Well, as years go, 2017 wasn’t the greatest. Globally, the world became a much more precarious place.
Donald Trump got his feet under the Oval Office desk and spent most of the year insulting people almost everywhere. Ramping up international tensions he rattled some pretty big sabres at North Korea. The year finished with Trump firmly taking sides in the Middle East conflict, much to chagrin of pretty much every diplomat in the rest of the world.
Meanwhile in the UK things went from bad to worse over Brexit. Theresa May called an election nobody wanted, managing to snatch defeat from the jaws of victory. In a desperate move to hang on to her premiership she bought the DUP – a hitherto relatively unknown, extreme Protestant party in Northern Ireland – for a billion quid.
As the full horror of Brexit started to unfold, people began to see the consequences of the choice the UK made to leave the EU in June 2016. A whole lot of things that weren’t on the ballot paper – jobs disappearing, firms closing, prices rising – appeared on the horizon. With her authority diminished, May ended the year agreeing to pretty much everything the Brussels negotiators wanted. She also agreed to a transitional phase which in effect means abiding by the rules of the single European market – even if she can say in a legal sense the UK is no longer a member.
As right-wing Tory John Redwood observed, this will be a bit like being an EU colony – having to follow all of the rules but without having any say. Indeed, John, you should have been careful about what you wished for. The reality is now beginning to dawn on most people that hoping to get a better trading deal with the EU after leaving than you had when you were part of it is an illogical fantasy. We know for sure things will be worse – the only question is by how much?
All of this political mess, across the world and across the Continent, makes the future seem uncertain, scary even. This is one of the reasons why the debate on the future government of our own country has to wait till things become more settled.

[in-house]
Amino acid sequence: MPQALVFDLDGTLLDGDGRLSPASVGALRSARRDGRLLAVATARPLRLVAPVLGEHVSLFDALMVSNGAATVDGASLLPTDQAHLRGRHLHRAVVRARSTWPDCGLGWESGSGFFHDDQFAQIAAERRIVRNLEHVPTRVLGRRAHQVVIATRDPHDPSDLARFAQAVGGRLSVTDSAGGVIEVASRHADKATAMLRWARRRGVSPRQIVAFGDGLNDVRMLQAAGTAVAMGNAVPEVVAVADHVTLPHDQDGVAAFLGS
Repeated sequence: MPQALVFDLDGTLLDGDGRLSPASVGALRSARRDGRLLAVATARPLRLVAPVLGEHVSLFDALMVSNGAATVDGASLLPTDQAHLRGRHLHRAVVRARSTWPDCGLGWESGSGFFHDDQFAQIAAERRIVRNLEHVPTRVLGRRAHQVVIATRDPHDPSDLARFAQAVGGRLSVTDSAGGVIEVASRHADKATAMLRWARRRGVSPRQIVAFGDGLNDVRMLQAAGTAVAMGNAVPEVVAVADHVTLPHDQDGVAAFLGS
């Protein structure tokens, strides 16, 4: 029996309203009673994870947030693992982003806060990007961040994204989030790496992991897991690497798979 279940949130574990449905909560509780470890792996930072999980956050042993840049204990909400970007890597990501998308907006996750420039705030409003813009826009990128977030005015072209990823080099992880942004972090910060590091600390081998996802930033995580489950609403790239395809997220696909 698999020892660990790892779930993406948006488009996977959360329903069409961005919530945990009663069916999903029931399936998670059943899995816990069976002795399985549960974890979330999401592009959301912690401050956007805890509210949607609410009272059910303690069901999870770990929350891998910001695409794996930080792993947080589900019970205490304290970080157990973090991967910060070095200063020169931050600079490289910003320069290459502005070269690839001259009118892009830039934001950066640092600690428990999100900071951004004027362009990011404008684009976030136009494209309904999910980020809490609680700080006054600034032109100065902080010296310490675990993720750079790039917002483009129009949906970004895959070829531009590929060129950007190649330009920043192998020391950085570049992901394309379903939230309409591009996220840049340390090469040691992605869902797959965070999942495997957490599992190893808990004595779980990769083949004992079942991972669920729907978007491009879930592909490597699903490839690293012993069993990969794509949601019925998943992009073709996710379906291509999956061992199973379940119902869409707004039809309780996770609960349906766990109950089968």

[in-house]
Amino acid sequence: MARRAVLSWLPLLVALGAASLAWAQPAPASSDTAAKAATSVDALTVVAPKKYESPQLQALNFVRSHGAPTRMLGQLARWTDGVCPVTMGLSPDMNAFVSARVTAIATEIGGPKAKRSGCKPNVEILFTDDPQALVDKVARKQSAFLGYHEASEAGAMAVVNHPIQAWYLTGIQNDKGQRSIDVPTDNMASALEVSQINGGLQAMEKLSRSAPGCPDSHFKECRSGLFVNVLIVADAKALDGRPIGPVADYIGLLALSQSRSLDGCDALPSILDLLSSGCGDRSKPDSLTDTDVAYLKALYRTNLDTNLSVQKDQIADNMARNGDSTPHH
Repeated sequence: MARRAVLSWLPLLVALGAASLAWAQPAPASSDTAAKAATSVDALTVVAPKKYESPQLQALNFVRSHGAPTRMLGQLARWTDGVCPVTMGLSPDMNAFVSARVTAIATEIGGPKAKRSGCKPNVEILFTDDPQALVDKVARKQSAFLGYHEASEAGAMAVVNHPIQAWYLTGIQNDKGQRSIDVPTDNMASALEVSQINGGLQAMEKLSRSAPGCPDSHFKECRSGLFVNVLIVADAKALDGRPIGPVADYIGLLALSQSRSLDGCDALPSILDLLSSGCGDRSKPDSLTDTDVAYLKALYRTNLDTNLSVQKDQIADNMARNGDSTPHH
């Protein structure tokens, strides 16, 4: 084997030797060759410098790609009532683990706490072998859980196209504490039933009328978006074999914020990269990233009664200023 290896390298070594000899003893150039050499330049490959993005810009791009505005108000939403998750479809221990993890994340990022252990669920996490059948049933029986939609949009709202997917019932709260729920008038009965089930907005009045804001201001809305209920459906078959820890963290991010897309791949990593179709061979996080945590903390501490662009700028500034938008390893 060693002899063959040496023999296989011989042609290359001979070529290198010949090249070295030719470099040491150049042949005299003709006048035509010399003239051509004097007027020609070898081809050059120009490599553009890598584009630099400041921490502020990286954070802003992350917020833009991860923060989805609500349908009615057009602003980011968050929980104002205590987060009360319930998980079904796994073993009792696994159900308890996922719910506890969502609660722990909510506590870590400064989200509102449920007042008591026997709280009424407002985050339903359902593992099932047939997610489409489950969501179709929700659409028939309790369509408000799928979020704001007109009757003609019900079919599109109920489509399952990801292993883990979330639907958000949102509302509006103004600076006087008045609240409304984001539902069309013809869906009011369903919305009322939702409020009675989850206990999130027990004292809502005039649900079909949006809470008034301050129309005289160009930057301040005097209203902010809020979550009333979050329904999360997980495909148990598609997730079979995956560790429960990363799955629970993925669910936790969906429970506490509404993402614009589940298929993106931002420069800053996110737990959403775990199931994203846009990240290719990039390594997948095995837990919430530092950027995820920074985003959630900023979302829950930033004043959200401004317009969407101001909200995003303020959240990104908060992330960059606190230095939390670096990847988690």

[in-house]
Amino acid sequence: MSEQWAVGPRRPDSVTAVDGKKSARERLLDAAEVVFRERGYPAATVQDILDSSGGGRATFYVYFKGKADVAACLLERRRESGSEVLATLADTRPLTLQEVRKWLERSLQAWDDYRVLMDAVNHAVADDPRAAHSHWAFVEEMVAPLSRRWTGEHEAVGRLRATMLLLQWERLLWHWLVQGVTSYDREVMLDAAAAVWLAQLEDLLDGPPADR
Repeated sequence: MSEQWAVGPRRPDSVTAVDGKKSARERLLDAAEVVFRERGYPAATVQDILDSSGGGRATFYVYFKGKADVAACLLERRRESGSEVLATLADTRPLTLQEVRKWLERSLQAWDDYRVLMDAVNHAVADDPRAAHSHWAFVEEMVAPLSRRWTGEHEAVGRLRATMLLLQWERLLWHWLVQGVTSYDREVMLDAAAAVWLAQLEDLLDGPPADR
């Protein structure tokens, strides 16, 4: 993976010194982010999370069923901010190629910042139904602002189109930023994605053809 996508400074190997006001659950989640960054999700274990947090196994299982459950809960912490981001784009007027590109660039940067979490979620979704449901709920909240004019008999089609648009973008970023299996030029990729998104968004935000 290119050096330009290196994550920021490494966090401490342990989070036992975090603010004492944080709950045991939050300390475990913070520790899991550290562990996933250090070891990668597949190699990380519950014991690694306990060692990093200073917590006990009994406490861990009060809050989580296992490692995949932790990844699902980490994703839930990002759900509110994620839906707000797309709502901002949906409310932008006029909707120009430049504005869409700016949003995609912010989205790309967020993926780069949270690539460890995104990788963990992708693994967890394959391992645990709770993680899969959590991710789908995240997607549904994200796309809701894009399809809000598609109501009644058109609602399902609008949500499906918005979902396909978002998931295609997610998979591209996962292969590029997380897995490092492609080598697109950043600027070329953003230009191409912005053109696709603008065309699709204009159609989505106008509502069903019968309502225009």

But for those hoping for stability soon I’m afraid disappointment looms. I hope you had a restful break and have recharged your batteries for the challenges of the year ahead. You’re going to need them. Just as you think things can only get better – my guess is there’s worse to come.
For starters, the government is weak – May lost three Cabinet Secretaries in the last two months of 2017. Normally, that would be a crisis in itself. But none of these resignations was connected to Brexit, and Brexit is the daddy of all catastrophes, so Theresa can keep her eyelids unbatted.
As we go into the next phase of how to make Brexit work, the government will have to try to get agreement with itself before seeking agreement with the EU. The Prime Minster will either have to upset the DUP – by agreeing to special border relationships on the island of Ireland – or her hard-right Brexiteers by aligning with single-market rules throughout the UK. Talk about a rock and a hard place.
It’ll not be pretty. And, as discussions proceed with the EU, it will become apparent that the future will be worse than the past. Meanwhile many who keep our public services and hospitality industry going are getting the government’s message that they are alien workers, not fellow European citizens, and voting with their feet. As all of this unfolds surely demands for the UK to think again will increase. If it doesn’t, we need to be ready in Scotland to consider a different path.
Tommy Sheppard is the SNP MP for Edinburgh East